The Sex Discrimination Act makes it unlawful to discriminate against someone because of their sexual orientation, gender identity or intersex status.

Sexual orientation discrimination happens when a person is treated less favourably than another person in a similar situation because he or she has a sexual orientation towards persons of the same sex; persons of a different sex; or persons of the same sex and persons of a different sex.

Example: A male employee was not promoted to a more senior role because he is bisexual.

Same-sex couples are also protected from discrimination under the definition of ‘marital or relationship status’ in the Act.

Example: A company policy that offers benefits to an employee’s husband or wife, such as discounted travel or gym membership, may disadvantage employees with a same-sex partner because of their sexual orientation and/or relationship status.

Gender identity discrimination happens when a person is treated less favourably than another person in a similar situation because of that person’s gender-related identity, appearance, mannerisms or other gender-related characteristics of the person.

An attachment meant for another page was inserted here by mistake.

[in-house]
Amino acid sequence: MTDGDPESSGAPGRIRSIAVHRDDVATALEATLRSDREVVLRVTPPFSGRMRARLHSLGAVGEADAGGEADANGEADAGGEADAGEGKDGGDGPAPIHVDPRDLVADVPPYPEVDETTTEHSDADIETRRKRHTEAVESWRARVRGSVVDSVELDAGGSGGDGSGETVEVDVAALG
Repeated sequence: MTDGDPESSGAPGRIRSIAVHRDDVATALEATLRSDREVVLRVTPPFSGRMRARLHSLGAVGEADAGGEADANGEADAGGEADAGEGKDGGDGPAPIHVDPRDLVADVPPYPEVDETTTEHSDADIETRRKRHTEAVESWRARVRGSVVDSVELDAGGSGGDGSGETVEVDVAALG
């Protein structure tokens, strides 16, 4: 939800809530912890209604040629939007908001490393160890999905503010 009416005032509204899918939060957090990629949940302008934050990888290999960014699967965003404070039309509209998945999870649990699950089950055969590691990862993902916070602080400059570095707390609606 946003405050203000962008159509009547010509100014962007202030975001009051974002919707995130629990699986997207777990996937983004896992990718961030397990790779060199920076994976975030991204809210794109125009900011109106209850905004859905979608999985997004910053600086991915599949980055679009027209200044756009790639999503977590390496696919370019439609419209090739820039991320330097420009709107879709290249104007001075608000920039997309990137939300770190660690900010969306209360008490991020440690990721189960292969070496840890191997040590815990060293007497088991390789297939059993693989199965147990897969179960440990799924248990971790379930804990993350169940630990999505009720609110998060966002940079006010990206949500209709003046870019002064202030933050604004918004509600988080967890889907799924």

Example: A shop assistant refused to serve a person who identifies and presents as a woman because that person has a deep and masculine-sounding voice.

Intersex status discrimination happens when a person is treated less favourably than another person in a similar situation because that person has physical, hormonal or genetic features that are neither wholly female nor wholly male; a combination of female and male; or neither female nor male.

Example: A physiotherapist refused to treat an intersex person because the person’s biological characteristics made the physiotherapist uncomfortable.

The Act makes discrimination against the law in many areas of public life including, among others, employment; education; getting or using services; or renting or buying a house or unit. There are some limited exemptions.